The second dive was at a wrecked ship they used to call Green Gold. It was named this because it would buy green bananas from the islands and then sell them in the United States for a lot of money once they had turned yellow. Eventually the banana market crashed and the captain decided to start smuggling marijuana. He kept the crew happy for awhile by keeping them on an all you can smoke diet, but eventually they realized just how much he was making from the sales and decided to wrap a chain around his neck and his buddy the ship’s navigator. Then they threw them into that trench I was just diving. Throwing the navigator overboard turned out to be a mistake because a short time later they ran into a reef which tore a hole in the bottom of the ship and left it stranded on top of the reef. The crew swam to shore leaving the ship there. It didn’t take long for the locals to hear what was still on board the ship and there were many ships heading out to that reef to grab some of the stash. The local police figured out what was going on and hulled the ship into harbor and put a fence around it. It wasn’t long before people were hopping the fence to get to the stash. Then the police decided to take out all the marijuana and burn it. They waited for a day when the wind was blowing out to sea, but right after they started the fire the winds shifted and the biggest beach on the island was covered by the smoke. There are pictures in the island’s archive that show an entire beach full of a bunch of high folks. Anyways after all this the police gave the ship to a local dive shop which sunk the ship in about 50 feet of water for scuba divers to explore.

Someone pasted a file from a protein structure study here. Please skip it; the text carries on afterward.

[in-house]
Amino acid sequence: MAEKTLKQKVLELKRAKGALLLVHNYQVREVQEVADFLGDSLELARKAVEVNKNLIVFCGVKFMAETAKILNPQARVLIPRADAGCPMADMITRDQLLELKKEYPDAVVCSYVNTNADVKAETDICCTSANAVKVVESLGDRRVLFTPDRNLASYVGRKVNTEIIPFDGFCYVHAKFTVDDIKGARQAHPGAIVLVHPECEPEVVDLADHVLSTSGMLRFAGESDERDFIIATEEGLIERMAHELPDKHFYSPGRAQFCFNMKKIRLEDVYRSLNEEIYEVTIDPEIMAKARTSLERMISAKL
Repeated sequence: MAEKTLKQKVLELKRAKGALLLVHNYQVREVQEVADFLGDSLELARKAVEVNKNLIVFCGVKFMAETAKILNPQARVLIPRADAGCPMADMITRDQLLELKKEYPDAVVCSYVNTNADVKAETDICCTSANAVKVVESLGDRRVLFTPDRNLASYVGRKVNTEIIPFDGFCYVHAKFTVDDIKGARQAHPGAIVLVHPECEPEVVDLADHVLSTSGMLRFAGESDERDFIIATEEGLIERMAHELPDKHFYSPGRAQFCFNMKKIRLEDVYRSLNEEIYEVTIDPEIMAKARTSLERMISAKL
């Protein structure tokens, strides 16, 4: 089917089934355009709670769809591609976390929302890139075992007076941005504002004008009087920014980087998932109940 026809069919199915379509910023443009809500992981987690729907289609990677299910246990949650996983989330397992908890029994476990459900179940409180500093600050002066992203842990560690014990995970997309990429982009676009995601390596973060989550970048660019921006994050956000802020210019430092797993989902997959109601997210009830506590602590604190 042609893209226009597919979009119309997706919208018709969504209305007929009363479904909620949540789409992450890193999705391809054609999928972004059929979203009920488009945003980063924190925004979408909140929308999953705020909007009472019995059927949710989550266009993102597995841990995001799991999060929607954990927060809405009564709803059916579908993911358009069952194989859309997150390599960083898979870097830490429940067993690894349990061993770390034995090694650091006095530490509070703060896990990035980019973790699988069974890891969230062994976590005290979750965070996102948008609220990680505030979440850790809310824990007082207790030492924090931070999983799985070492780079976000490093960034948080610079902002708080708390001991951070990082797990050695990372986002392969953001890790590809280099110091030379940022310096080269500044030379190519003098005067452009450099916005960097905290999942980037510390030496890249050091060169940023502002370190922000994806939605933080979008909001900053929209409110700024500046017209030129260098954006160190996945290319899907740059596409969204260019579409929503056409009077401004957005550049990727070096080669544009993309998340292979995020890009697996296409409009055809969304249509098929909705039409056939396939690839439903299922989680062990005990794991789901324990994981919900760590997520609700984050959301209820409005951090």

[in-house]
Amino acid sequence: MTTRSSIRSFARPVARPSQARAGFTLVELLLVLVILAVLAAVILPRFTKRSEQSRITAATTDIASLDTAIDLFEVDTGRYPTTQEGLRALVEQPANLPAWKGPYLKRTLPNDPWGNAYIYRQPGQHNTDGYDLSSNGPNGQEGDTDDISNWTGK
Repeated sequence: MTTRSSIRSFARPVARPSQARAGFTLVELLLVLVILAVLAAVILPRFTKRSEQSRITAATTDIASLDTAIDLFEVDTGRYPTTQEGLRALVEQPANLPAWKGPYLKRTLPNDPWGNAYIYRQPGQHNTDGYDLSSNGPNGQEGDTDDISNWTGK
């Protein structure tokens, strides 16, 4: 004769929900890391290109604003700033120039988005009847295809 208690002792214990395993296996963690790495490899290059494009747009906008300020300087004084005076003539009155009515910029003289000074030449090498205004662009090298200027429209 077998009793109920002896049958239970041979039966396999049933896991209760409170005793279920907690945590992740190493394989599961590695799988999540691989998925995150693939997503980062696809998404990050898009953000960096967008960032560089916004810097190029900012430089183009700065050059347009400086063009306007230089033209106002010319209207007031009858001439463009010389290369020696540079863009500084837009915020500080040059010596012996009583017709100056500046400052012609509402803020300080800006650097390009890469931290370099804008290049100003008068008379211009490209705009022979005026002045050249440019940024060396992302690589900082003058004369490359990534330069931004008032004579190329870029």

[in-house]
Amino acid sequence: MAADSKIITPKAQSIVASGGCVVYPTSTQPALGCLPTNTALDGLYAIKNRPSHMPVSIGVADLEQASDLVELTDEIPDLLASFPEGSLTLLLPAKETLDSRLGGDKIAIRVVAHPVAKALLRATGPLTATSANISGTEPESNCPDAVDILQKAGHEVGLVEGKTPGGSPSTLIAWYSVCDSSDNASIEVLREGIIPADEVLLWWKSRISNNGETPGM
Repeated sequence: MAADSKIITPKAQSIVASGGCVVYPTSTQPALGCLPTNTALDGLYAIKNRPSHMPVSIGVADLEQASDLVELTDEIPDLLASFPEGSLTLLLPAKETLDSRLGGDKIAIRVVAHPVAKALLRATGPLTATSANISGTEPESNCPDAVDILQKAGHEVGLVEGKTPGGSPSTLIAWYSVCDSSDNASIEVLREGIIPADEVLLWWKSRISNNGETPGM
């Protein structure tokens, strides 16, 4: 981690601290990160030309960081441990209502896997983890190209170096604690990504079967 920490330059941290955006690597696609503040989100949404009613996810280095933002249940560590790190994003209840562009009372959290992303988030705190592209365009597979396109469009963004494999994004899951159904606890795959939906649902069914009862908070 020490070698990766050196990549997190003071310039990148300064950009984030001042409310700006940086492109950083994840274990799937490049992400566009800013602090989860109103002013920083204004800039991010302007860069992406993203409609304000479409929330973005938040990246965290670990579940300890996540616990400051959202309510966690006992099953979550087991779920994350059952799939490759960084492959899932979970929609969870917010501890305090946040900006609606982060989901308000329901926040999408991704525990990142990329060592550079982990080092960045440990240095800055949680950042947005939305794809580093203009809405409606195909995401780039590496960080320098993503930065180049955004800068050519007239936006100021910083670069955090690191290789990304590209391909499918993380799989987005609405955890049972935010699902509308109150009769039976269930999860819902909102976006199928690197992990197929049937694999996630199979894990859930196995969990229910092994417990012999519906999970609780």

The dive master had warned us to keep our elbows tucked into our bodies or these two foot long gray fish would start biting at them. I didn’t think much of this while I was still on the ship waiting to dive, but once I was down there I was glad I had listened. I would keep my elbows in for awhile and then I’d forget about it. Then MUNCH! One of those dudes would take a good old bite at my elbows and I’d quickly bring them in again. It wasn’t bad enough to bleed, but it sure made me remember to bring those elbows in. It’s bizarre how they would only try and take a bite out of a wandering elbow. The wreck was pretty awesome. It was broken up a little from a few hurricanes in recent years, but it was still mostly intact.